This plant-based diaper cream is made with organic ingredients, so you know it’s as natural as possible. The zinc oxide not only forms a barrier to protect your baby’s bottom, but also works to reduce inflammation on skin that’s already irritated.
It’s certified by the NSF — which means it meets strict health and safety standards — and has been tested by physicians. It’s kind to your baby’s skin, and is made without synthetic fragrances, parabens, mineral oil, lanolin, or dyes.
- Made with organic ingredients.
- Plant based.
- It doesn’t contain the most common allergens.
- The coconut oil may irritate some babies.
- Some reviewers claimed the product separated.
8. Weleda Diaper Cream with Calendula
Sometimes diaper rashes result in open sores. In this case, the best treatment is to keep your baby’s bum diaper-free to promote healing. However, that’s not always practical, and you'll need to put a diaper on at some point. When you do, apply a product with zinc oxide and avoid the open sores. Consult your pediatrician, who may give you the okay to also apply an antibiotic ointment. And if the sores persist or look infected, take your baby to the doctor immediately.
Weleda developed this cream with the help of midwives, so you know that they care about making products that actually work. As a bonus, this is certified “natural” by the European organization NaTrue.
The cream is 12% zinc oxide to offer protection, with calendula extract and other natural ingredients to soothe your baby’s extra-irritated bottom.
It contains no synthetic preservatives or fragrances, and replaces traditional mineral oil with beeswax. There are also several other ingredients to further nourish your baby’s soft skin as it heals.
- Natural product.
- It contains zinc oxide.
- Has anti-inflammatory calendula.
- No synthetic preservatives.
- It contains beeswax and lanolin (potential allergens).
- High number of ingredients.
9. Baza Moisture Barrier Antifungal Cream
If your child has yeast, regular diaper creams won’t do. You’ll need an antifungal agent, which unfortunately isn't typically added to diaper creams. If you can’t find an appropriate product, you can apply an over-the-counter cream with clotrimazole (used to treat feminine yeast infections) to try to fight the infection. However, if you don’t see improvement in 2 days, head to the pediatrician for something stronger.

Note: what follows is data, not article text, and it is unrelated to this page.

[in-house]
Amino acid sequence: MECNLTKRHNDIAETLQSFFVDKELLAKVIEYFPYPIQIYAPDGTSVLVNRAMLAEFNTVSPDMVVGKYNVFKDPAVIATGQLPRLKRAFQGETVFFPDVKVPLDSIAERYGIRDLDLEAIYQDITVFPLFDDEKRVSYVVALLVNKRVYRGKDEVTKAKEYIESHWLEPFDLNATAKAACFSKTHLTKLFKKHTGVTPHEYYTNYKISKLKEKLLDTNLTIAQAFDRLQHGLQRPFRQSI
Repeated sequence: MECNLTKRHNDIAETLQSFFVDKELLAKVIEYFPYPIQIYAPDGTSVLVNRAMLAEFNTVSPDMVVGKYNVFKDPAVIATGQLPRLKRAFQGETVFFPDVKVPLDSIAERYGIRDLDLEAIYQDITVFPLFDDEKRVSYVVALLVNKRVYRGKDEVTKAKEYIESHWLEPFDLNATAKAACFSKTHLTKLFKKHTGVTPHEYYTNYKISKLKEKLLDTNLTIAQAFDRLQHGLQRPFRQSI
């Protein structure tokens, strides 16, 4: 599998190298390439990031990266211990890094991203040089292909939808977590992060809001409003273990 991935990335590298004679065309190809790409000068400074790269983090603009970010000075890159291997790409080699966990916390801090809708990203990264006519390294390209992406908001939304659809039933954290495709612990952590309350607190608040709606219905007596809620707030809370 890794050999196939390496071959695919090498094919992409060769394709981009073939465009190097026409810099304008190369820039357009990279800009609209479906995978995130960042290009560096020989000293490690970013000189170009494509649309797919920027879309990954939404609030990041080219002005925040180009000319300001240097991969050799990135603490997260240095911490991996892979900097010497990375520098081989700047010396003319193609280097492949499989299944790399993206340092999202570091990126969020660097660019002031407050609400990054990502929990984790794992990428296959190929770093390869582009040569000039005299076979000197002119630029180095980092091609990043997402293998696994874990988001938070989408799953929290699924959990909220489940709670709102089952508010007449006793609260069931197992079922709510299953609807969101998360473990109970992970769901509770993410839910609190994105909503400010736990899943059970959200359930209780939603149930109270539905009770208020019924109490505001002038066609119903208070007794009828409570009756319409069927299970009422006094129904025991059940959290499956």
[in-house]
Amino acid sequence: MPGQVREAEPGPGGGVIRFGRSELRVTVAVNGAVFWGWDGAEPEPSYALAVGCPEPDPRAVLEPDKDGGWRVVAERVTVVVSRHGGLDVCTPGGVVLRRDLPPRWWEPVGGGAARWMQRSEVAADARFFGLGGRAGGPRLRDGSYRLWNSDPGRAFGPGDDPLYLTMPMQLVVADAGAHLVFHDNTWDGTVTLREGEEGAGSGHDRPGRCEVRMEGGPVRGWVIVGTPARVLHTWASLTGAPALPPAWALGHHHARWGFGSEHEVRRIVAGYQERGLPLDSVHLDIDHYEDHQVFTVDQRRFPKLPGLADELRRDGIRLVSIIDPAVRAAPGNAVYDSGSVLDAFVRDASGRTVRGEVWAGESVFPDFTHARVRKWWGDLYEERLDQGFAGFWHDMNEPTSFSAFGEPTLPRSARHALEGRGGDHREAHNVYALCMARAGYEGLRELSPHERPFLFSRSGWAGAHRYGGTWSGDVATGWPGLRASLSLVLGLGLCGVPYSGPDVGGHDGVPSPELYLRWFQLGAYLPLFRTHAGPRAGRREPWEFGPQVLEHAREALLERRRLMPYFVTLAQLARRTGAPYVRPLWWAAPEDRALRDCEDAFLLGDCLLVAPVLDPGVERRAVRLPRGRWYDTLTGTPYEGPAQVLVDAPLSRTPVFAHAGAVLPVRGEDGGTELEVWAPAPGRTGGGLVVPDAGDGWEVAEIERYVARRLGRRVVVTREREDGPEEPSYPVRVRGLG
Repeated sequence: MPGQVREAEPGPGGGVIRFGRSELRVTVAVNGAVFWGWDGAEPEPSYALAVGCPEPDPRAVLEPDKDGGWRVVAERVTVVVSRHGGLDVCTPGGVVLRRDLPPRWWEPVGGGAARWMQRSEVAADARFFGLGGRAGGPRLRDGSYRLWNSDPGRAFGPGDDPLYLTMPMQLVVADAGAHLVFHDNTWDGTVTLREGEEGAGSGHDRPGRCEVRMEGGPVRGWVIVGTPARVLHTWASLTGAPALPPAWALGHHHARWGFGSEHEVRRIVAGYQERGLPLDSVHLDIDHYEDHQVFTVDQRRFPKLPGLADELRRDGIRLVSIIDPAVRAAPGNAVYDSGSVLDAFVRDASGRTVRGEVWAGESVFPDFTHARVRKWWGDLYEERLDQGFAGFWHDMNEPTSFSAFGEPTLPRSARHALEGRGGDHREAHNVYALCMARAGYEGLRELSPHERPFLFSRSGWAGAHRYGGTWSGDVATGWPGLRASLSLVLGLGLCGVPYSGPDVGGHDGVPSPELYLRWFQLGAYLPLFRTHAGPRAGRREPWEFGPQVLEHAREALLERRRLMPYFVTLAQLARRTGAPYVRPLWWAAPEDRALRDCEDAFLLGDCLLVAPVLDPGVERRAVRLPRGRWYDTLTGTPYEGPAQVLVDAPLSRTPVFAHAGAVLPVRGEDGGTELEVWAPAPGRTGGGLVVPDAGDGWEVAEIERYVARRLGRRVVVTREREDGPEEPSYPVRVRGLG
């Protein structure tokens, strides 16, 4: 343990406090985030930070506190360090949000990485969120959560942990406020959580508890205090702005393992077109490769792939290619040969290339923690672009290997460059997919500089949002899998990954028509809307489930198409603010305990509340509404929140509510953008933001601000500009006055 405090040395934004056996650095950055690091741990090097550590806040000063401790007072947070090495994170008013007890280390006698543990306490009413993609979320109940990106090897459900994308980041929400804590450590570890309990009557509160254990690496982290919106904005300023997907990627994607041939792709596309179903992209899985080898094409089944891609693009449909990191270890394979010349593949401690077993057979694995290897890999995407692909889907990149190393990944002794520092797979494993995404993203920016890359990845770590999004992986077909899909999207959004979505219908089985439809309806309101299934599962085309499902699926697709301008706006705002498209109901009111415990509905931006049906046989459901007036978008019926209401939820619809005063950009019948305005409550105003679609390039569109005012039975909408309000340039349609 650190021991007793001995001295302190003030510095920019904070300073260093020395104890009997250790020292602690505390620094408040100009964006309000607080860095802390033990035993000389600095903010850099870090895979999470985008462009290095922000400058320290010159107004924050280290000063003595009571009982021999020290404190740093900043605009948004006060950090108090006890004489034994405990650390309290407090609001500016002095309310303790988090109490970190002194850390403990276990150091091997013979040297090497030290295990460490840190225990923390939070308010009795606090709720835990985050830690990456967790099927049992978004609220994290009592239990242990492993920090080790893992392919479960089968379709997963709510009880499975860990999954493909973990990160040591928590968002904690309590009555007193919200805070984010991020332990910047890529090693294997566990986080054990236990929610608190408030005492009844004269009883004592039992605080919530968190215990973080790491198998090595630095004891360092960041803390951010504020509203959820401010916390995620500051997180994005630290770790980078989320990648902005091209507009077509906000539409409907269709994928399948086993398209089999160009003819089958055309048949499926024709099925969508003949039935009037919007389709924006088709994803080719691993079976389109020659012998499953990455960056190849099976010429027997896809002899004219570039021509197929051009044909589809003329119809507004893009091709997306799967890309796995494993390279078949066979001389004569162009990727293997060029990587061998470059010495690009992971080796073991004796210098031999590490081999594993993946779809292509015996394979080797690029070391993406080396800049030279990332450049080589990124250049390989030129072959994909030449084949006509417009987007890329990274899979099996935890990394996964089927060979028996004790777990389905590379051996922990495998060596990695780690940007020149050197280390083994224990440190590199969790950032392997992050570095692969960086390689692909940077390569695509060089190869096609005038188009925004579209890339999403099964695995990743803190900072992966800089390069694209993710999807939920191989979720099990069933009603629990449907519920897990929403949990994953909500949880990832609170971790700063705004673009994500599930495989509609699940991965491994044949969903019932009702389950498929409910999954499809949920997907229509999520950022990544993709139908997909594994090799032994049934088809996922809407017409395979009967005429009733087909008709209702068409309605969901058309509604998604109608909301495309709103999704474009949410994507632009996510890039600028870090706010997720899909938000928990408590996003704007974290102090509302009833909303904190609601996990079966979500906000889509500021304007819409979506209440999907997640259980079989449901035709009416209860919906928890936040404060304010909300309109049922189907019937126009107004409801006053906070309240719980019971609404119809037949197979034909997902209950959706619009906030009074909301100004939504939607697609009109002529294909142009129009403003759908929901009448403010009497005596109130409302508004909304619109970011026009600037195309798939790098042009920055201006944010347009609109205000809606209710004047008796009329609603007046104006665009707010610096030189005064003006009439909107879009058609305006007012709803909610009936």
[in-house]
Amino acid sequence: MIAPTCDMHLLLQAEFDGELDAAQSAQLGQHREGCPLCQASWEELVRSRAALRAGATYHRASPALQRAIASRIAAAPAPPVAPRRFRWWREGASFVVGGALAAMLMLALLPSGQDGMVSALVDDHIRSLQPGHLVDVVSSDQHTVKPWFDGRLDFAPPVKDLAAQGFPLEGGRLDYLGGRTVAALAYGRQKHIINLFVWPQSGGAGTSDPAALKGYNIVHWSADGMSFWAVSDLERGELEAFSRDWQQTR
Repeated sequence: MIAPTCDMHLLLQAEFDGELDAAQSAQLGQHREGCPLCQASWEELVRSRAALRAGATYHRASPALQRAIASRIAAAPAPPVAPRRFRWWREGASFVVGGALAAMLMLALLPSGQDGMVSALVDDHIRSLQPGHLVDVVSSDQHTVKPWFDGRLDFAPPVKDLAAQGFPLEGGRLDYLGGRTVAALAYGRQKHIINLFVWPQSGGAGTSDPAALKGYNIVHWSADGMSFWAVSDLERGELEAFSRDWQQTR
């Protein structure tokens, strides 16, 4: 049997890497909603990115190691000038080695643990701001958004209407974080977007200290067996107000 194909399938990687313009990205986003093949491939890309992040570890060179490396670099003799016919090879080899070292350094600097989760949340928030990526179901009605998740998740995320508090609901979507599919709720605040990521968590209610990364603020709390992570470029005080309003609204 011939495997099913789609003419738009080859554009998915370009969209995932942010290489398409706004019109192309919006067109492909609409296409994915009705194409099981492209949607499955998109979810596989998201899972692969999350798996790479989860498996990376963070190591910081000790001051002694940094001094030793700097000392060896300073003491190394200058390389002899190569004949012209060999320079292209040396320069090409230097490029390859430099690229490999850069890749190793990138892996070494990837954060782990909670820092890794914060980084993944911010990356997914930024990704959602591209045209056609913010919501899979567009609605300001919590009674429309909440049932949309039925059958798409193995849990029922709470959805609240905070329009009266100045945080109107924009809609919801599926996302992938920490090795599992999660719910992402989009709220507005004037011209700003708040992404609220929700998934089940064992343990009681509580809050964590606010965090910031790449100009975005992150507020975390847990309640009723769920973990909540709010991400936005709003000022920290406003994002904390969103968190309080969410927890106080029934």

Though this cream wasn’t developed specifically for babies, many parents have used it instead of diaper cream for their children who are battling yeast.
It contains petrolatum, which will form a barrier between your baby’s skin and diaper wetness, and also an antifungal ingredient which will help to eliminate their yeast growth.
Because diaper creams don’t come formulated with an antifungal, you will need to check with your doctor before using this product on your baby — just to make sure they give you the go-ahead. But once they do, this is nice to have in your medicine cabinet because you can use it to heal fungal infections in the whole family.
- It provides a moisture barrier.
- It has an antifungal to help with yeast.
- Multifunctional product.
- Not specifically approved for babies.
- It contains synthetic products.
10. A&D Diaper Rash Ointment
Eczema is painful for your baby, and a diaper rash on top of that can be excruciating. Choose a diaper cream that's ultra-soothing, protective, and won't further inflame your baby’s tender skin.
Nothing offers barrier protection quite like oil-based ointments, and at 53 percent petrolatum this will keep all irritants off your baby’s already-irritated skin. It also contains lanolin, which is designed to help treat and heal your baby’s diaper rash.
Because it’s oil-based, it’s easy to apply to your baby’s skin and won’t cause them discomfort as you try to spread it across their sore diaper area. The same is true when you clean it later — because it’s not a thick paste, it wipes off easily, so you don’t have to scrub your baby’s poor tushie.
- Very effective.
- It provides a strong moisture barrier.
- Contains a fragrance.
- Contains potential allergens.
- Petrolatum is a synthetic product.
The Bottom Line
Our top pick for the best diaper cream is the Earth Mama Angel Baby Bottom Balm. Not only is it all-natural and free from nearly all the major potential allergens, but it can be used on whatever type of diaper you choose and even has antifungal properties that may help you battle, or prevent, yeast.
It can be tricky to find the right diaper cream for your little one, so when you finally find one that works, you’ll be loyal to it for the whole of your parenting career. What’s the brand that you love?